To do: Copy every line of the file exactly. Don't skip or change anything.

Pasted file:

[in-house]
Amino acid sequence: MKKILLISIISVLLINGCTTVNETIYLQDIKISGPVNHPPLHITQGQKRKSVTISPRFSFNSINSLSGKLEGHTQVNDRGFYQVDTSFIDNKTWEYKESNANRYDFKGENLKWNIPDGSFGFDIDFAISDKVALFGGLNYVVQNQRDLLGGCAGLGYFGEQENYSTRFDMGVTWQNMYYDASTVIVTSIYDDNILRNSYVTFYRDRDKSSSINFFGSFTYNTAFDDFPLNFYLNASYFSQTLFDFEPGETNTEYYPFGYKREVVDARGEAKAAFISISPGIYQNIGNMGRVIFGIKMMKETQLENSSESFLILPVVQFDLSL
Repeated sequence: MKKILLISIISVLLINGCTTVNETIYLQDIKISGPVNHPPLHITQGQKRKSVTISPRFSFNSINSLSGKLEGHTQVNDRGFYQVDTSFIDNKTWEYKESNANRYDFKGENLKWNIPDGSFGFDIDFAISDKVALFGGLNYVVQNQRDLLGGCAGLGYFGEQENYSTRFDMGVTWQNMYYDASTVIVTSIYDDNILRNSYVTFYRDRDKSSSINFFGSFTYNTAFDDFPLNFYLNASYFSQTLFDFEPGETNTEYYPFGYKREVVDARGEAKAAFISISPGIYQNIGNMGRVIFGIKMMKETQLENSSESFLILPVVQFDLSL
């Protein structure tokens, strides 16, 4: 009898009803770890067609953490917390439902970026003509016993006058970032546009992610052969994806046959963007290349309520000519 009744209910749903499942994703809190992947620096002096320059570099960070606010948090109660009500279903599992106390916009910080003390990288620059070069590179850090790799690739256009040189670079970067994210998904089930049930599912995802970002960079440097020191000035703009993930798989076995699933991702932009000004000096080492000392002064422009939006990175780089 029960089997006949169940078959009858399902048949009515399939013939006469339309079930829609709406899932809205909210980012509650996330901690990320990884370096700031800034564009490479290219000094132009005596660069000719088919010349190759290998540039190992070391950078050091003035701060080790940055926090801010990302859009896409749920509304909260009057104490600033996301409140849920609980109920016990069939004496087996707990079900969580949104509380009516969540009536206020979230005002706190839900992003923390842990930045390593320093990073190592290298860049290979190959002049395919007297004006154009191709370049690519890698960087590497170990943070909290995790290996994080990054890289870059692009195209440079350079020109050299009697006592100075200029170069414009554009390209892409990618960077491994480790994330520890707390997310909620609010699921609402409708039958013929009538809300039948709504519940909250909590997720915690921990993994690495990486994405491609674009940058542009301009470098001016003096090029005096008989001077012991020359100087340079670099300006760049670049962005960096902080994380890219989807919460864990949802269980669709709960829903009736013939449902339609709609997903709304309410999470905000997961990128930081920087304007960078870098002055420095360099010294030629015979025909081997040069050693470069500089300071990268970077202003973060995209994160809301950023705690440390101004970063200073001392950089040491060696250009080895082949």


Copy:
[in-house]
Amino acid sequence: MKKILLISIISVLLINGCTTVNETIYLQDIKISGPVNHPPLHITQGQKRKSVTISPRFSFNSINSLSGKLEGHTQVNDRGFYQVDTSFIDNKTWEYKESNANRYDFKGENLKWNIPDGSFGFDIDFAISDKVALFGGLNYVVQNQRDLLGGCAGLGYFGEQENYSTRFDMGVTWQNMYYDASTVIVTSIYDDNILRNSYVTFYRDRDKSSSINFFGSFTYNTAFDDFPLNFYLNASYFSQTLFDFEPGETNTEYYPFGYKREVVDARGEAKAAFISISPGIYQNIGNMGRVIFGIKMMKETQLENSSESFLILPVVQFDLSL
Repeated sequence: MKKILLISIISVLLINGCTTVNETIYLQDIKISGPVNHPPLHITQGQKRKSVTISPRFSFNSINSLSGKLEGHTQVNDRGFYQVDTSFIDNKTWEYKESNANRYDFKGENLKWNIPDGSFGFDIDFAISDKVALFGGLNYVVQNQRDLLGGCAGLGYFGEQENYSTRFDMGVTWQNMYYDASTVIVTSIYDDNILRNSYVTFYRDRDKSSSINFFGSFTYNTAFDDFPLNFYLNASYFSQTLFDFEPGETNTEYYPFGYKREVVDARGEAKAAFISISPGIYQNIGNMGRVIFGIKMMKETQLENSSESFLILPVVQFDLSL
């Protein structure tokens, strides 16, 4: 009898009803770890067609953490917390439902970026003509016993006058970032546009992610052969994806046959963007290349309520000519 009744209910749903499942994703809190992947620096002096320059570099960070606010948090109660009500279903599992106390916009910080003390990288620059070069590179850090790799690739256009040189670079970067994210998904089930049930599912995802970002960079440097020191000035703009993930798989076995699933991702932009000004000096080492000392002064422009939006990175780089 029960089997006949169940078959009858399902048949009515399939013939006469339309079930829609709406899932809205909210980012509650996330901690990320990884370096700031800034564009490479290219000094132009005596660069000719088919010349190759290998540039190992070391950078050091003035701060080790940055926090801010990302859009896409749920509304909260009057104490600033996301409140849920609980109920016990069939004496087996707990079900969580949104509380009516969540009536206020979230005002706190839900992003923390842990930045390593320093990073190592290298860049290979190959002049395919007297004006154009191709370049690519890698960087590497170990943070909290995790290996994080990054890289870059692009195209440079350079020109050299009697006592100075200029170069414009554009390209892409990618960077491994480790994330520890707390997310909620609010699921609402409708039958013929009538809300039948709504519940909250909590997720915690921990993994690495990486994405491609674009940058542009301009470098001016003096090029005096008989001077012991020359100087340079670099300006760049670049962005960096902080994380890219989807919460864990949802269980669709709960829903009736013939449902339609709609997903709304309410999470905000997961990128930081920087304007960078870098002055420095360099010294030629015979025909081997040069050693470069500089300071990268970077202003973060995209994160809301950023705690440390101004970063200073001392950089040491060696250009080895082949």